Feldman, K.L., D.A. B.R. Dumbauld, T.H. DeWitt, and D.C. Doty. 2000. Oysters, crabs and burrowing shrimp: review of an environmental conflict over aquatic resources and pesticide use in Washington State’s (USA) coastal estuaries. Estuaries 23(2):141-176.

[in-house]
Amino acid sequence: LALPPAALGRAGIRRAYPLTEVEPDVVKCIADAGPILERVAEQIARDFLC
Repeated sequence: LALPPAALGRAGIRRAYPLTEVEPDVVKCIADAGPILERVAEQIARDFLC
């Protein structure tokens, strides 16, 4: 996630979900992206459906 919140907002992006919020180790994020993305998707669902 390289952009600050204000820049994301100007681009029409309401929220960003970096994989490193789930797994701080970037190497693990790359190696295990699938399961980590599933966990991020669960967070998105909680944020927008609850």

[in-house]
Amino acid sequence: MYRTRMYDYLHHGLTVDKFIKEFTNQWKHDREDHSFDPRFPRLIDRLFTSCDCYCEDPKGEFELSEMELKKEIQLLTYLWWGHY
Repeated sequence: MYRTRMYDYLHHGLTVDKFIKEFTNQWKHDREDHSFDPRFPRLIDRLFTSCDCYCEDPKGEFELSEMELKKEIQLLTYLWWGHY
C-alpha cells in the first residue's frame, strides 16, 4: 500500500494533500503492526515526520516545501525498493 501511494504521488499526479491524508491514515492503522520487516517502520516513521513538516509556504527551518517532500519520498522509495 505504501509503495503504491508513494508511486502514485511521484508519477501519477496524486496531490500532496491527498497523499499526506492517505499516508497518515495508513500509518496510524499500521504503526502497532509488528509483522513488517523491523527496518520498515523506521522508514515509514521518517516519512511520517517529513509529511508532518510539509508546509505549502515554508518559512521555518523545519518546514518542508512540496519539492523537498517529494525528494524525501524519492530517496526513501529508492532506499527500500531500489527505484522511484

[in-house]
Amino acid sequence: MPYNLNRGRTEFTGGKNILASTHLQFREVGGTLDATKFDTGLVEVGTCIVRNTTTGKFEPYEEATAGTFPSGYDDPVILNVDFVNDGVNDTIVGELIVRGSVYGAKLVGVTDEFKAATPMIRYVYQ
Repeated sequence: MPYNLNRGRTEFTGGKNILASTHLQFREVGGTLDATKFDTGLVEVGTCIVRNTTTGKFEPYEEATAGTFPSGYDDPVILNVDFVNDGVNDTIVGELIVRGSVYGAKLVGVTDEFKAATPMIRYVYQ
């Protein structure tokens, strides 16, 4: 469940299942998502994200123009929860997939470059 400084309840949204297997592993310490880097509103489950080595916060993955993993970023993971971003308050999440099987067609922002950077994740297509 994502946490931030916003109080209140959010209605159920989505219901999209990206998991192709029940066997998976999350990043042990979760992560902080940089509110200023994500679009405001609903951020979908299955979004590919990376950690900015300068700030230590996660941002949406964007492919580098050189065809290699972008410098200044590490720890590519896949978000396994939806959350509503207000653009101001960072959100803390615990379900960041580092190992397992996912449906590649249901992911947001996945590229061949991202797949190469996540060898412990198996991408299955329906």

Washington State’s coastal estuaries are productive shallow water environments that support commercial fisheries for Dungeness crabs (Cancer magister) and English sole (Parophrys vetulus) by providing 0+ (settlement to age 1) populations with critical refuge and foraging habitats until subadults migrate to the nearshore coast. Intertidal mudflats also constitute prime areas for commercial oyster (Crassostrea gigas) culture, an important industry for the coastal communities of Willapa Bay and Grays Harbor that supply much of the nation’s oysters. Conflicts over natural resources and estuarine utilization have arisen over the last 37 yr due to the use of carbaryl (an organocarbamate pesticide) by oyster growers on their grounds to control populations of burrowing thalassinidean shrimp (Neotrypaea californiensis and Upogebia pugettensis). Burrowing shrimp, which have indirect negative effect on oyster survival and growth through bioturbation and sediment destabilization, are killed by carbaryl, as are 0+ and subadult Dungeness crabs, 0+ English sole, and other non-target species present on the tideflats at the time of application. The pesticide is delivered at 9 kg ha-1 directly to the mudflat as a wetable powder during low tides in July and August. Commercial crabbers and other groups who have economic, recreational, and environmental interests in the estuaries have generally opposed use of the chemical that oyster growers maintain is essential to sustain production levels. For years, government natural resources agencies that regulate the use of carbaryl lacked critical information needed to effectively manage the program. An Environmental Impact Statement (EIS) and Supplemental EIS have provided much of that data and helped shape management decisions with regard to establishing carbaryl concentration rates and total allowable spray area. Additional research is needed to develop more economically and environmentally sound policies for shrimp control based on burrowing shrimp-oyster interactions on an estuarinewide scale. In this paper we review issues pertaining to oyster culture, the use of carbaryl to control burrowing shrimp populations, and effects on non-target species, drawing upon research from published articles as well as unpublished data collected by the authors. We also discuss what is known of borrowing shrimp life history and ecology and emphasize the importance of integrating information on shrimp, such as timing of recruitment, variability in year class strength and patterns of habitat use, into carbaryl control polices or alternative strategies that may be developed in the future. We recommend controlled experimentation be done to examine the ecological effects of delaying carbaryl application to some ghost shrimp beds until October after peak recruitment of 0+ ghost shrimp has occurred, allowing the number of hectares treated each year to vary based on fluctuations in pet population densities, and modifying the substrate by applying a dense layer of oyster shell to the mudflat (shell pavement) to reduce recruitment of ghost shrimp.